Picture the involvedness of Michael Mann's The Insider, only set to brassy romper music, sporting goofy hair pieces, and still retaining a stone-faced attitude. That's the gist behind The Informant!, Steven Soderbergh's oddly-balanced exposť covering the life and times of the highest-level corporate whistleblower in history -- and his own bout with the law. More than anything, this is a case of mis-marketing to the highest accord; going in expecting a stream of laughs, as presented by the joyful poster artwork and chipper trailer, will likely disappoint. However, once you've settled in with the shrewd manner that director Soderbergh has constructed with this narration-heavy farce, it might just surprise with its back and forth between satirical charm and hard-to-believe dramatic turns.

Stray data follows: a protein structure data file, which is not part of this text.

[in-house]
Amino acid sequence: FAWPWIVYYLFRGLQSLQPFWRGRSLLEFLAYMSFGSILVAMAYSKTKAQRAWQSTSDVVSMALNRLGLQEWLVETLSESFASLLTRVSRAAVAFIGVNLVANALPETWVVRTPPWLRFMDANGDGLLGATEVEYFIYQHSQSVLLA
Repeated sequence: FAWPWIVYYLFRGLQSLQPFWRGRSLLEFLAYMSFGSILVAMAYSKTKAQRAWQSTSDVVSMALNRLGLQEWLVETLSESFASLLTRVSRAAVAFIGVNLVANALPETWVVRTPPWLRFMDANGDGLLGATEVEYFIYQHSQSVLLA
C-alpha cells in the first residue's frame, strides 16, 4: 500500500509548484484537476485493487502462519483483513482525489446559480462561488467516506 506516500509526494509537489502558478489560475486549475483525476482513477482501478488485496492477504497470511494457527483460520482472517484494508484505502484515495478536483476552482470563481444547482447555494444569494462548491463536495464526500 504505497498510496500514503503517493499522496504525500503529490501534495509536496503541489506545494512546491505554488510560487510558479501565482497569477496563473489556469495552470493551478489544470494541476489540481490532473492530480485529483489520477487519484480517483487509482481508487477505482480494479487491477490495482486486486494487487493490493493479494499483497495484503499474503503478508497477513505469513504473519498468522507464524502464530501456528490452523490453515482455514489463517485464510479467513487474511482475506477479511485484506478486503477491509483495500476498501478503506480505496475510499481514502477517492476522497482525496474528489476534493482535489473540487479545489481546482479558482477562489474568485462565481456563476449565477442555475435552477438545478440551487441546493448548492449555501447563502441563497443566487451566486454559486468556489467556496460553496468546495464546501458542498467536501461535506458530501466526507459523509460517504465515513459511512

Based off of Kurt Eichenwald's book, as amazing as it might seem, this story of Mark Whitacre (Matt Damon) is true. Well, it's an embellished truth for the sake of entertainment value, but still true. Whitacre's the science-geared head of the BioProducts division at ADM, a company that specializes in the many uses of corn, who has been participating in price-fixing of lysine, an additive used in everything from breakfast foods to soda. After a spy has been identified in the ADM mix that's causing the company hundreds of millions of dollars, the FBI -- headed in this investigation by Brian Shepherd (Scott Bakula) -- has been brought in to figure out the company's options regarding blackmail. With the authorities breathing down his neck and with his own pack of lies to shield, Whitacre decides to come clean about ADM's price-fixing, even go so far as to wear a recording device and videotape their interactions. He thinks he's in a Crichton novel.